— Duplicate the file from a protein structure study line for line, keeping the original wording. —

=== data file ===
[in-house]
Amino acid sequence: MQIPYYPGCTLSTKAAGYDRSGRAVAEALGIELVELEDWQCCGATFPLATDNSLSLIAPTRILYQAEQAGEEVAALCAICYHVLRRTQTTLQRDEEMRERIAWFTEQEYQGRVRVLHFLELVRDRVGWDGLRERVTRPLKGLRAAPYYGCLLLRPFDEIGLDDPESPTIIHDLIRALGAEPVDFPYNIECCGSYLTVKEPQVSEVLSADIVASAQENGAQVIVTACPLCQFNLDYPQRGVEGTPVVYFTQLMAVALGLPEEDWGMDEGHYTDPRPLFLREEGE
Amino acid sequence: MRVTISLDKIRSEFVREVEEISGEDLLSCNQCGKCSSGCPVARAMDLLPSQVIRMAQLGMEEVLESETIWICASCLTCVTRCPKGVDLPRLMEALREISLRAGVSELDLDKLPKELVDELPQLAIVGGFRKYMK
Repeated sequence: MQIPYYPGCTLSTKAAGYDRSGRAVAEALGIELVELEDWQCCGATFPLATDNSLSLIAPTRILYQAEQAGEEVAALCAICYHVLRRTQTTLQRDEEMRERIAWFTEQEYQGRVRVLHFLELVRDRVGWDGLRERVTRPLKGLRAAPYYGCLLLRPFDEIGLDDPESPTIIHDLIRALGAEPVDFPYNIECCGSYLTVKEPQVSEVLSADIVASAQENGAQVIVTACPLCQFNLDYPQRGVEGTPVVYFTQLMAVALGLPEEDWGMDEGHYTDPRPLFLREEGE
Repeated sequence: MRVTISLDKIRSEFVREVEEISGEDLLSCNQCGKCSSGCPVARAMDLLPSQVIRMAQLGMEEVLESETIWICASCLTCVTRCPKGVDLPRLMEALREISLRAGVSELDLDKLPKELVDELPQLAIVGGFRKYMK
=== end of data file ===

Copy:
[in-house]
Amino acid sequence: MQIPYYPGCTLSTKAAGYDRSGRAVAEALGIELVELEDWQCCGATFPLATDNSLSLIAPTRILYQAEQAGEEVAALCAICYHVLRRTQTTLQRDEEMRERIAWFTEQEYQGRVRVLHFLELVRDRVGWDGLRERVTRPLKGLRAAPYYGCLLLRPFDEIGLDDPESPTIIHDLIRALGAEPVDFPYNIECCGSYLTVKEPQVSEVLSADIVASAQENGAQVIVTACPLCQFNLDYPQRGVEGTPVVYFTQLMAVALGLPEEDWGMDEGHYTDPRPLFLREEGE
Amino acid sequence: MRVTISLDKIRSEFVREVEEISGEDLLSCNQCGKCSSGCPVARAMDLLPSQVIRMAQLGMEEVLESETIWICASCLTCVTRCPKGVDLPRLMEALREISLRAGVSELDLDKLPKELVDELPQLAIVGGFRKYMK
Repeated sequence: MQIPYYPGCTLSTKAAGYDRSGRAVAEALGIELVELEDWQCCGATFPLATDNSLSLIAPTRILYQAEQAGEEVAALCAICYHVLRRTQTTLQRDEEMRERIAWFTEQEYQGRVRVLHFLELVRDRVGWDGLRERVTRPLKGLRAAPYYGCLLLRPFDEIGLDDPESPTIIHDLIRALGAEPVDFPYNIECCGSYLTVKEPQVSEVLSADIVASAQENGAQVIVTACPLCQFNLDYPQRGVEGTPVVYFTQLMAVALGLPEEDWGMDEGHYTDPRPLFLREEGE
Repeated sequence: MRVTISLDKIRSEFVREVEEISGEDLLSCNQCGKCSSGCPVARAMDLLPSQVIRMAQLGMEEVLESETIWICASCLTCVTRCPKGVDLPRLMEALREISLRAGVSELDLDKLPKELVDELPQLAIVGGFRKYMK